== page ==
(607b) Developing Formate Dehydrogenase into a Modular Cofactor Regeneration and Sequestration Tool
AIChE Annual Meeting
2019 AIChE Annual Meeting
Food, Pharmaceutical & Bioengineering Division
Wednesday, November 13, 2019 - 4:10pm to 4:28pm
Nicotinamide-dependent oxidoreductases can be used as biocatalysts for industrial production, offering a greener alternative to conventional chemical pathways. High stereoselectivity and ambient, aqueous catalysis make these enzymes especially attractive for the production of pharmaceuticals, where they can reduce energy costs and environmental risks associated with the use of organic solvents. However, their stoichiometric NAD(P)(H) requirements impose prohibitive costs for any large scale synthesis. Cofactor regeneration techniques reduce the amount of cofactor required for synthesis, but fail to ameliorate the costs associated with downstream separation of cofactor from product. We have recently demonstrated the creation of a novel cofactor-independent oxidoreductase through the introduction of NAD(H)-swing arms to two covalently fused dehydrogenase enzymes (1). The maleimide functionalized swing arms were covalently attached to cysteines on the surface of a Formate Dehydrogenase-Spycatcher (FDH-Spycatcher) fusion protein, which was then linked to a cystolic Malate Dehydrogenase-Spytag (cMDH-Spytag) fusion protein. The resulting complex was able to reduce oxaloacetate to malate, using the covalently tethered NADH continuously regenerated by the FDH. The costly NADH requirement of any Spy-tagged enzyme can therefore be eliminated by use of FDH-Spycatcher and inexpensive formate. We have further developed FDH-Spycatcher as a modular cofactor regeneration and sequestration tool. We have created FDH-Spycatcher mutants with additional cysteines strategically located on the surface of the fused Spycatcher. We demonstrate that the additional cysteines result in increased swing arm attachment, increasing the amount of cofactor that can be loaded onto FDH-Spycatcher. Use of the improved FDH-Spycatcher in the FDH-cMDH complex results in a higher catalytic turnover while maintaining predictable kinetic behavior. This demonstrates that the performance of the mutants can be selectively tuned through swing arm attachment.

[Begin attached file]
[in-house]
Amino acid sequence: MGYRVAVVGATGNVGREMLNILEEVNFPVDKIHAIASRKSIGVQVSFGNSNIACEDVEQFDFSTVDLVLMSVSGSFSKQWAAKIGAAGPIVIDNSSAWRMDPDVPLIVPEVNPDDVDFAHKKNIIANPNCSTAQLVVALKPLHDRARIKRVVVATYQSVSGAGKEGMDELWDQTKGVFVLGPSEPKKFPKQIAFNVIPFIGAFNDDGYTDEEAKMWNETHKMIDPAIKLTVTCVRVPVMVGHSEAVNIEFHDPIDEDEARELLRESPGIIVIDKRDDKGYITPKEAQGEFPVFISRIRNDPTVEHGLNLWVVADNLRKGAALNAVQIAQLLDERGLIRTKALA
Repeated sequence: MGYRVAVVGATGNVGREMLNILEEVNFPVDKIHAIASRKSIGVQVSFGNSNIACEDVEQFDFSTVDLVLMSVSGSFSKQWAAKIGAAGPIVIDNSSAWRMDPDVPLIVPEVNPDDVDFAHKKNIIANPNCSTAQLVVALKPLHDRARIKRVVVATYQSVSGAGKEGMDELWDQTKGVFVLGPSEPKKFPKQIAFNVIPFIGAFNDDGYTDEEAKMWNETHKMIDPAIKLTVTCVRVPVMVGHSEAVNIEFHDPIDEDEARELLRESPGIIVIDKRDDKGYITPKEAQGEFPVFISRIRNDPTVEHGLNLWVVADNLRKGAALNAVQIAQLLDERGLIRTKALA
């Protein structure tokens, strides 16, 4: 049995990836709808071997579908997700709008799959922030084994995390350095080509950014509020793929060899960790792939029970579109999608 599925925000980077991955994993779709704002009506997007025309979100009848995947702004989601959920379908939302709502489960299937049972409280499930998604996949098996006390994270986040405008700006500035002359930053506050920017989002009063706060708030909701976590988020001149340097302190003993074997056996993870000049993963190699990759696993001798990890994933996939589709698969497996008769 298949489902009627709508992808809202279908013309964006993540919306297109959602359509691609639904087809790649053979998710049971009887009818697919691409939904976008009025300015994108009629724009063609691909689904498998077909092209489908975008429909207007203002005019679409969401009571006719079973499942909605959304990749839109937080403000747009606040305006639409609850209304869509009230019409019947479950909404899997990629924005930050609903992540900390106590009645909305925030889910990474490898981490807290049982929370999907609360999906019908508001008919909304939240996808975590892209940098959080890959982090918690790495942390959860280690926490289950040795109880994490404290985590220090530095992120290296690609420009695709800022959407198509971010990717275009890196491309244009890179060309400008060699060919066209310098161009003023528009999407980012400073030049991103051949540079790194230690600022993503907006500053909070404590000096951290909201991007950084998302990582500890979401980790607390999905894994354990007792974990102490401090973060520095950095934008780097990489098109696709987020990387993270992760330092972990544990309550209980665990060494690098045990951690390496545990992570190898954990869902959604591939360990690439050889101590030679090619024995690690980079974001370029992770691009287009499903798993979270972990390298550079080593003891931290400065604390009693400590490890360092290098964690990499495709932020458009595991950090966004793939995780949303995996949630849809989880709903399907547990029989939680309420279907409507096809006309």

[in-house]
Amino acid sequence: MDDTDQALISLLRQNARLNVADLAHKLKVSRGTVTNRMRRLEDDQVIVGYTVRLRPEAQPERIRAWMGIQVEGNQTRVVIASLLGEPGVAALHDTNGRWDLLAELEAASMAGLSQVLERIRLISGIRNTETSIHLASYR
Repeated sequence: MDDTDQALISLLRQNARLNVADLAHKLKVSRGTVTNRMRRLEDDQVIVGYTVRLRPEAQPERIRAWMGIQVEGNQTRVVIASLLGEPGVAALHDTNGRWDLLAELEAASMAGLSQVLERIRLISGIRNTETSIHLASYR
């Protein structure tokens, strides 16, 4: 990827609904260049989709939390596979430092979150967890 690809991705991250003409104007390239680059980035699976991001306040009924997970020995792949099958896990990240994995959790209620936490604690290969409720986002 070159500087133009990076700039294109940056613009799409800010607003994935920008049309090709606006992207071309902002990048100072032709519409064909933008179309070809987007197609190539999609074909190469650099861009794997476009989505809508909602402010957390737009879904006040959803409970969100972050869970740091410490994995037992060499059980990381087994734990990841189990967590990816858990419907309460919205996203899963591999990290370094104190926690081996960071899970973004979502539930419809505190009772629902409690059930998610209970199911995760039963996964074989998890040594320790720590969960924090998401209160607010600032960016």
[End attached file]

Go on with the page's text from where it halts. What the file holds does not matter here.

(1) Ozbakir, H.F., Garcia, K.E., and Banta, S. (2018). Creation of a formate: malate oxidoreductase by fusion of dehydrogenase enzymes with PEGylated cofactor swing arms. Protein Eng Des Sel 31, 103â108